When talking about China’s ambitious Belt and Road Initiative (BRI), few people connect it to Africa. Yet African countries are part of this too: as of September 2019, 40 of 55 African countries had signed some sort of memorandum of understanding or other agreement on the BRI.
The BRI focuses on the development of large infrastructure projects, and many African countries hope to use this opportunity to fill their own infrastructure gap. But this comes with challenges. There are many examples of projects, even before the BRI, that have turned into ‘white elephants’ – too large, too expensive, not viable or simply not well planned, and out of proportion with their value or usefulness.
Last month, ODI held an event on ‘Financing the future of the Belt and Road in Africa’ as part of our work under the DFID-ESRC Growth Research Programme. Drawing on discussions from and reflections on this event, I suggest three ways in which African countries can avoid making strategic mistakes and maximise their benefits from the BRI.
1. Plan infrastructure strategically
One of the major constraints to economic development is not having good quality and the appropriate infrastructure. While roads and railways connecting production sites, power plants and industrial parks can make countries more attractive for investment, thus creating jobs and transforming their economies, this is not true of all infrastructure.
Take one example from Uganda. With support from the Chinese government, Uganda has built or is building many infrastructure projects that are crucial for its economy, including the Karuma and Isimba hydropower stations and several industrial parks. But the project that is more often associated with the BRI in Uganda is the Kampala–Entebbe expressway that connects the capital city with the country’s main airport.
While the expressway helps to ease traffic congestion and reduce airport transit times, one might ask: is this the best way to spend almost $500 million? How does the road contribute to the development of the Uganda’s productive capacity? The resources used for the expressway might have been better spent on projects that can unlock economic transformation and generate long-term gains, rather than on something to make urban dwellers’ lives a bit more comfortable. Each infrastructure project approved by the government of Uganda should fit strategically into the country’s national development plan, its blueprint for development.
2. Think about the regional dimension of infrastructure projects
We are used to thinking about infrastructure at the national level – a dam in country A, the industrial park in country B. Yet many infrastructure projects are regional by nature, and can affect economic activities and livelihoods in more than one country: a road or a railway may traverse many borders and a hydropower plant can affect countries downstream.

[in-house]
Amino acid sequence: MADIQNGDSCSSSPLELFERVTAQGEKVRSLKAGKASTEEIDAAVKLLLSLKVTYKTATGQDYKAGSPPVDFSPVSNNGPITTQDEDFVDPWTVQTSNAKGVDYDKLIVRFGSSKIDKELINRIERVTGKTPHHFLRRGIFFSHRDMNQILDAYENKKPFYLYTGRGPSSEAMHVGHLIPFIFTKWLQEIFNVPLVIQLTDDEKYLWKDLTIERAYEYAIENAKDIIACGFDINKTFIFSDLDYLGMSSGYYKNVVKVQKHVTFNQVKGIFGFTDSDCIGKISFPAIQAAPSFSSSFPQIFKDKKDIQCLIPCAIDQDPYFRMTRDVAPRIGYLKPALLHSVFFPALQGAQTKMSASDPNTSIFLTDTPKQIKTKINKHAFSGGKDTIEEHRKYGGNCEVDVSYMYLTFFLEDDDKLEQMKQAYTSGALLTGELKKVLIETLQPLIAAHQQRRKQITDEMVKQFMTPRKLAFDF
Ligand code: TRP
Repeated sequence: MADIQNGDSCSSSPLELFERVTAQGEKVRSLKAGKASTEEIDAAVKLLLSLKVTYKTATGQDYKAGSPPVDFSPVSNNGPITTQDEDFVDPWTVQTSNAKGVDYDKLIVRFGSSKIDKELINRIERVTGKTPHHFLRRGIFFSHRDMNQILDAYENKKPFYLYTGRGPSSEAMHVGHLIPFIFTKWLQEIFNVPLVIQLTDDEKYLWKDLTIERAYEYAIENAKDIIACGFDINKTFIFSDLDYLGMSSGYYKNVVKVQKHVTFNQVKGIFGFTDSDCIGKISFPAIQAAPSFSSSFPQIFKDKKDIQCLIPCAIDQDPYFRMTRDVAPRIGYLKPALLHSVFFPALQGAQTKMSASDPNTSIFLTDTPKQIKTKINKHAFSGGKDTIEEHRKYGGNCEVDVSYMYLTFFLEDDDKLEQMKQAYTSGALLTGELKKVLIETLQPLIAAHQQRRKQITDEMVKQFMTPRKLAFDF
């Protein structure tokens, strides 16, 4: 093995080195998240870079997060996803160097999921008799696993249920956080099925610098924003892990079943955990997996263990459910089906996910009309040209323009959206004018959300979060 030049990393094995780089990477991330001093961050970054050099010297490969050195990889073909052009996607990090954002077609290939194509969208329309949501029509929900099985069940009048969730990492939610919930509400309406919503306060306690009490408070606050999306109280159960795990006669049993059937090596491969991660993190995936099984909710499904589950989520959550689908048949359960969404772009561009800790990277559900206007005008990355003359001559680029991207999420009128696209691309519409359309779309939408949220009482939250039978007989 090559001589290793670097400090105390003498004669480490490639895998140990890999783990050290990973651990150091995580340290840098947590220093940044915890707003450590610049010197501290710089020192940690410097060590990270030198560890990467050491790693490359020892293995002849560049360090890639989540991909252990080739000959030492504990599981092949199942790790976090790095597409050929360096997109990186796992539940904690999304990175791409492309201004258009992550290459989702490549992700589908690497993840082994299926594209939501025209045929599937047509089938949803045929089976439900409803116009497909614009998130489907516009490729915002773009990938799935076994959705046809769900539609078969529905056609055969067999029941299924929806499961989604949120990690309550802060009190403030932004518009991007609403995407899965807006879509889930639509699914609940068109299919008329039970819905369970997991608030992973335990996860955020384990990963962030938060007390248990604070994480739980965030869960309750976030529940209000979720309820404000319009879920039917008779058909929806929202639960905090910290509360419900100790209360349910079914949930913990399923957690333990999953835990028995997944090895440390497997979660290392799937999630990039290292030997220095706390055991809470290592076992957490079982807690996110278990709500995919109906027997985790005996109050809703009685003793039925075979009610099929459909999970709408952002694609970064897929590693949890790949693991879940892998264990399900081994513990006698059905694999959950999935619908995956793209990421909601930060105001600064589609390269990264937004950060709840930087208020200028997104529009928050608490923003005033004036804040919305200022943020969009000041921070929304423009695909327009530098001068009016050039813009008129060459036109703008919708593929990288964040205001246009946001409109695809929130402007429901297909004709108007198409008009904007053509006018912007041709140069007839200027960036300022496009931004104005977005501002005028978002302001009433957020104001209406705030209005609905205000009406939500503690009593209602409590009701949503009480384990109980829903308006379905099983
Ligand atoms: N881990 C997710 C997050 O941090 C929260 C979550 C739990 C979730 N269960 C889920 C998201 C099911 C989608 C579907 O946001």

However, BRI projects that have a clear regional nature have so far been negotiated at the national level. The Standard Gauge Railway, which aims to link the port of Mombasa through Nairobi, then on to Uganda and beyond, is clearly conceived as a regional project. Despite this, it has been discussed mostly bilaterally, with the Chinese government holding separate talks with the Kenyan and Ugandan governments.
There are reasons for holding these talks bilaterally. The railway is built in stages, starting with Kenya and then moving on to Uganda, and therefore it is understandable that some discussions are held separately. Plus, the more partners there are at the table, the longer the negotiations will take. But if the African governments involved – especially those of smaller countries – want to make sure the deal works for them, they need to push for joint negotiations. Working as a region may give African countries better negotiating positions vis-à-vis China.
3. Learn from other countries
The BRI now has a global outlook, but it originated as a vision to connect countries in China’s neighbourhood. Asian countries have more experience in dealing with Chinese-supported infrastructure projects and African countries could learn something from them.
Cambodia and Myanmar, in particular, have adopted a strategic approach to the BRI. Cambodia's approach focuses on the borrowing aspects. The country has developed a conservative debt management strategy, borrowing only under specific conditions (e.g. only to finance productive infrastructure, and only at very concessional rates). This makes the government confident that Cambodia will not be in trouble because of excessive borrowing. A similarly conservative debt management approach could help African countries avoid a proliferation of ‘white elephant’ projects that break the bank.
Myanmar, meanwhile, has developed a stringent screening process for proposed BRI projects. Each proposal is examined by a high-level committee, led by top figures in government, who are responsible for making sure that approved projects fit into Myanmar’s own development plans. The government is also creating a ‘project bank’ to screen all potential infrastructure projects (BRI or otherwise) and select those deemed worthy of pursuit.